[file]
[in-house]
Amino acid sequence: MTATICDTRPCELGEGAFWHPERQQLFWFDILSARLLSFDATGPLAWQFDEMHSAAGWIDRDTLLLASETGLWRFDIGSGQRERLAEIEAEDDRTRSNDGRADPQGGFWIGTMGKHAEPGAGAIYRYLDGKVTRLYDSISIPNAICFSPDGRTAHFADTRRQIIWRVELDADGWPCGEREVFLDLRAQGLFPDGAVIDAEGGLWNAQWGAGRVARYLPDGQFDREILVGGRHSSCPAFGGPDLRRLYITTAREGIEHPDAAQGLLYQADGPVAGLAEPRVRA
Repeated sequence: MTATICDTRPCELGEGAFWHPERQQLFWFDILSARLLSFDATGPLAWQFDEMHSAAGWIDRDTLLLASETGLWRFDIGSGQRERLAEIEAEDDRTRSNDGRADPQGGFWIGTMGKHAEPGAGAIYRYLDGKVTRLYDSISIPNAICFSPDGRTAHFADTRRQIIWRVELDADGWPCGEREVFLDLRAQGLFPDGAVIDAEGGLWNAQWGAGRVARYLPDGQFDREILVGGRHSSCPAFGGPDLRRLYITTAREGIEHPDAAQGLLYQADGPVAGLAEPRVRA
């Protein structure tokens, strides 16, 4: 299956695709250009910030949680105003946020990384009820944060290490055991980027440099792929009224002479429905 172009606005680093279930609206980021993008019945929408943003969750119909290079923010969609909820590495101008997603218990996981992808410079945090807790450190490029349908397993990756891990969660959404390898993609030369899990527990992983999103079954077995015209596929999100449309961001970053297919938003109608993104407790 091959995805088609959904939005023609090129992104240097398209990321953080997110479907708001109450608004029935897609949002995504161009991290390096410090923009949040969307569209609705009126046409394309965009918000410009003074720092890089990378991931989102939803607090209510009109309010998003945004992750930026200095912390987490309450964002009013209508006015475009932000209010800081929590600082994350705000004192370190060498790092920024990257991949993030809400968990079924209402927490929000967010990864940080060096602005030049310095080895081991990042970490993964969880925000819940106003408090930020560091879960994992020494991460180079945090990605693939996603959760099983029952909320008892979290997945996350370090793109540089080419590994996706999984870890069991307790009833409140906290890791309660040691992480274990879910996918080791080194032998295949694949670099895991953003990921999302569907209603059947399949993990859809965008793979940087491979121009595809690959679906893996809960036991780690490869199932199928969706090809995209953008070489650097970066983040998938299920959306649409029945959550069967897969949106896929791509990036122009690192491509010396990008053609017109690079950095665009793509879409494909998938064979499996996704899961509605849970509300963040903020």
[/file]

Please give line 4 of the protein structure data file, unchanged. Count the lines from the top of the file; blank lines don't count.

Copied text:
């Protein structure tokens, strides 16, 4: 299956695709250009910030949680105003946020990384009820944060290490055991980027440099792929009224002479429905 172009606005680093279930609206980021993008019945929408943003969750119909290079923010969609909820590495101008997603218990996981992808410079945090807790450190490029349908397993990756891990969660959404390898993609030369899990527990992983999103079954077995015209596929999100449309961001970053297919938003109608993104407790 091959995805088609959904939005023609090129992104240097398209990321953080997110479907708001109450608004029935897609949002995504161009991290390096410090923009949040969307569209609705009126046409394309965009918000410009003074720092890089990378991931989102939803607090209510009109309010998003945004992750930026200095912390987490309450964002009013209508006015475009932000209010800081929590600082994350705000004192370190060498790092920024990257991949993030809400968990079924209402927490929000967010990864940080060096602005030049310095080895081991990042970490993964969880925000819940106003408090930020560091879960994992020494991460180079945090990605693939996603959760099983029952909320008892979290997945996350370090793109540089080419590994996706999984870890069991307790009833409140906290890791309660040691992480274990879910996918080791080194032998295949694949670099895991953003990921999302569907209603059947399949993990859809965008793979940087491979121009595809690959679906893996809960036991780690490869199932199928969706090809995209953008070489650097970066983040998938299920959306649409029945959550069967897969949106896929791509990036122009690192491509010396990008053609017109690079950095665009793509879409494909998938064979499996996704899961509605849970509300963040903020």